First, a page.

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Dr. Saturday

Big Ten aims to be ‘a little bit more cool’

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Dr. Saturday

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The Big Ten is perceived as the old curmudgeon on the college football block by many, and in some ways perception is important.

The Big Ten is looked at as a run-first league without much "SEC speed." When Joe Tiller came with his spread/bubble screen heavy offense to Purdue many years ago, some viewed it like they would if a spaceship landed in their front yard. Rich Rodriguez tried bringing his own spread offense to Michigan, and he was pretty quickly run out of town when it didn't work. Not one Big Ten quarterback was among the FBS' top 27 in passing yards last year. On the other hand, three players had more than 350 rushing attempts in FBS last year, and two were from the Big Ten.

The uniforms remain mostly unchanged. For most teams, a game from 1992 doesn't look much different than a game from 2012 (you can add a joke about Big Ten offenses here). And there's something good about that, but there's a downside too. Tradition might be the name of the game in the Big Ten, but there's a reason Oregon attracts a lot of recruits. Even the entire Legends and Leaders division name debacle was mocked mostly because it seemed like it would fit better in the 1950s. Other conferences are Les and Nick, this one is still Bo and Woody. Tradition is great, but it doesn't always resonate with high-school recruits or students who come out to games.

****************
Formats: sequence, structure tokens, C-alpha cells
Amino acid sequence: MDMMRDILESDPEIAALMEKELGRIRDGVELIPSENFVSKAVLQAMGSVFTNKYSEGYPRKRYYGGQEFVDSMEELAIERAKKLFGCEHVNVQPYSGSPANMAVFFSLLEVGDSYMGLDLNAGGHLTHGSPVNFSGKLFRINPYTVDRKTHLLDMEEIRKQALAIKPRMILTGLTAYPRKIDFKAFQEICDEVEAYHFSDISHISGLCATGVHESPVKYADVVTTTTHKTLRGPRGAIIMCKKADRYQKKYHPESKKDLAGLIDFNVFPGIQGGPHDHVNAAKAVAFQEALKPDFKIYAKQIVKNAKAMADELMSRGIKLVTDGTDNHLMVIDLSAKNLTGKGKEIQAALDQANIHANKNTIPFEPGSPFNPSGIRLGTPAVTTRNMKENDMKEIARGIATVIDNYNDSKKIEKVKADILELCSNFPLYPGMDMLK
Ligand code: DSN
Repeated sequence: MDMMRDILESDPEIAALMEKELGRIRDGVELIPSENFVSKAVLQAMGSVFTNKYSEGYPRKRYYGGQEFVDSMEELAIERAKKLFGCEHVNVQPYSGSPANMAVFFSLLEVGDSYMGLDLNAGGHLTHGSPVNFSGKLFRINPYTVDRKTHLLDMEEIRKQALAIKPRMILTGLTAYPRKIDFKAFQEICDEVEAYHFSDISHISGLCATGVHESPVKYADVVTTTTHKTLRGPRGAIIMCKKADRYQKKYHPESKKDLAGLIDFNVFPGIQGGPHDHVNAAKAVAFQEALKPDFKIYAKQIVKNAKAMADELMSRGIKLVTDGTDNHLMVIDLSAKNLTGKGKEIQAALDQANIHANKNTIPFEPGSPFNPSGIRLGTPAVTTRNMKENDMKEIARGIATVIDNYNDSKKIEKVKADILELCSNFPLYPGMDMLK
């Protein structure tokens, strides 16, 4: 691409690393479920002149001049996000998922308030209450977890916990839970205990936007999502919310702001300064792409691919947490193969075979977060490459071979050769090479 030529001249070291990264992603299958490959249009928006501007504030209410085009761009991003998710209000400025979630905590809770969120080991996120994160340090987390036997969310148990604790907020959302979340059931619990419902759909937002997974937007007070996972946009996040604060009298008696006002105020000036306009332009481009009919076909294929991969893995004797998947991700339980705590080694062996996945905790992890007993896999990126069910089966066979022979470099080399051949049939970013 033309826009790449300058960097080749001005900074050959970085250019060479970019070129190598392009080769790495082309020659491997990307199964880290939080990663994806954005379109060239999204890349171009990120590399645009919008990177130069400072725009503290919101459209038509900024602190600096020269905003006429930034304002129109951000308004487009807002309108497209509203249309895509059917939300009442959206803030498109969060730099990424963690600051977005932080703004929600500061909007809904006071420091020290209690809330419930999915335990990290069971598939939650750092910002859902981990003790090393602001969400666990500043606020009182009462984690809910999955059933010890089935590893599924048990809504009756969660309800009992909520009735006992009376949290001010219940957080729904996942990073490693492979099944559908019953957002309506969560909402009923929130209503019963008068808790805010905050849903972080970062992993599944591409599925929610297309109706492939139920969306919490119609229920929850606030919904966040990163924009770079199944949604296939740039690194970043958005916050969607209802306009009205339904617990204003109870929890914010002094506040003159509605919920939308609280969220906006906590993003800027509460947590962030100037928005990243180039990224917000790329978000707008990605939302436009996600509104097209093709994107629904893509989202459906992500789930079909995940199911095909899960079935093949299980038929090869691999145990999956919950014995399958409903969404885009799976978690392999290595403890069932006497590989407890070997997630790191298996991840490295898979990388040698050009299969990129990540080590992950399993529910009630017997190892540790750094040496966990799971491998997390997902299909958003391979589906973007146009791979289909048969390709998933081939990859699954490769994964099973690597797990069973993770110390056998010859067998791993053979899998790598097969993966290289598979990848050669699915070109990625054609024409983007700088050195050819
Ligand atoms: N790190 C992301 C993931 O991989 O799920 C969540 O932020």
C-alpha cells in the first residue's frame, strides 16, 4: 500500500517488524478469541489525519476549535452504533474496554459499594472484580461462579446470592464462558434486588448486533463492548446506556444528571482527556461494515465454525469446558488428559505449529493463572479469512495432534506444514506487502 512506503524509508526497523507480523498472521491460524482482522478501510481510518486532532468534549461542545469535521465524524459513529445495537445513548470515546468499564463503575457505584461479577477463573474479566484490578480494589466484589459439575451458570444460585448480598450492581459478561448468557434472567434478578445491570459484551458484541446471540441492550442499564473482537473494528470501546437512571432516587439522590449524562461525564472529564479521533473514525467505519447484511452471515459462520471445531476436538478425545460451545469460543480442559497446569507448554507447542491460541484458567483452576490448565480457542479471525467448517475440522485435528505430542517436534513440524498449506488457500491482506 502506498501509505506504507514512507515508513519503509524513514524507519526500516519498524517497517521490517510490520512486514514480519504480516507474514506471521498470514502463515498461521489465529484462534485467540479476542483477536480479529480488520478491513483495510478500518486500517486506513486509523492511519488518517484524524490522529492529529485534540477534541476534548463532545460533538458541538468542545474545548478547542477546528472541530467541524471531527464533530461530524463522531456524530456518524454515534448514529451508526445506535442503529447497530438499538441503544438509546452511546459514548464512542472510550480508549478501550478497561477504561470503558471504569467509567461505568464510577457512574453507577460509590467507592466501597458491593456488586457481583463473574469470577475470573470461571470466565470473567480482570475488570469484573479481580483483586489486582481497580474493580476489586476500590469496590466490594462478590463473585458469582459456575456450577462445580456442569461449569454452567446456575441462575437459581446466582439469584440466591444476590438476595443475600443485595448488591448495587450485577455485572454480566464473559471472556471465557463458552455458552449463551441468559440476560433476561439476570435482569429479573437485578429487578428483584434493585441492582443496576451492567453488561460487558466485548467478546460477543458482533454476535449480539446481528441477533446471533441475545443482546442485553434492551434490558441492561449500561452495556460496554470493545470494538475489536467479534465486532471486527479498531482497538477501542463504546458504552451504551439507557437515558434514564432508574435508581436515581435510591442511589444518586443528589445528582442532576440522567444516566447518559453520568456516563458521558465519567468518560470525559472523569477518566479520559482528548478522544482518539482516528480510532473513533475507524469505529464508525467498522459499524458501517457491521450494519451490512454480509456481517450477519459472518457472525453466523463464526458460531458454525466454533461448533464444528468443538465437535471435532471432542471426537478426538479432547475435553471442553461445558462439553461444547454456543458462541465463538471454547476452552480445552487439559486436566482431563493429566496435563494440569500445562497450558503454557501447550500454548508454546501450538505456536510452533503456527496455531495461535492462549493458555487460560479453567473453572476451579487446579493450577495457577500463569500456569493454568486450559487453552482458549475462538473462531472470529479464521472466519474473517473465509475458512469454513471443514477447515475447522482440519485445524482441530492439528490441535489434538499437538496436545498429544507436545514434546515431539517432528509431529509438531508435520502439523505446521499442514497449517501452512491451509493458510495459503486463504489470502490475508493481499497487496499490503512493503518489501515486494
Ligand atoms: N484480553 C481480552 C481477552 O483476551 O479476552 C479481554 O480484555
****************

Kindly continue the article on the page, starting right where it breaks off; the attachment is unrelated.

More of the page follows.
At least one Big Ten athletic director seems to realize that the conference might need to spice things up a bit to get away from that reputation of being stodgy.

In an ESPN.com story that discussed the Big Ten using more advanced marketing techniques, including enhanced game-day experiences, Michigan State athletic director Mark Hollis mentioned changing the perception:

"Part of that is to make the league be perceived in reality what it is, and that's a little bit more hip, a little bit more cool," Hollis told ESPN.com.

"It's not your grandfather's conference any more. There's so much greatness and so much tradition that needs to be continued and talked about, but also try to add a little unique freshness that's unique to young kids."

It's a hard mix, considering tradition is deeply rooted in Big Ten country. There has to be a way to make the conference more appealing to younger people while maintaining its history. Or maybe just when someone tries alternate uniforms, to have something that's not an eyesore.

At least the Big Ten seems to be realizing that while the old era was great, a new era would be pretty enticing too.

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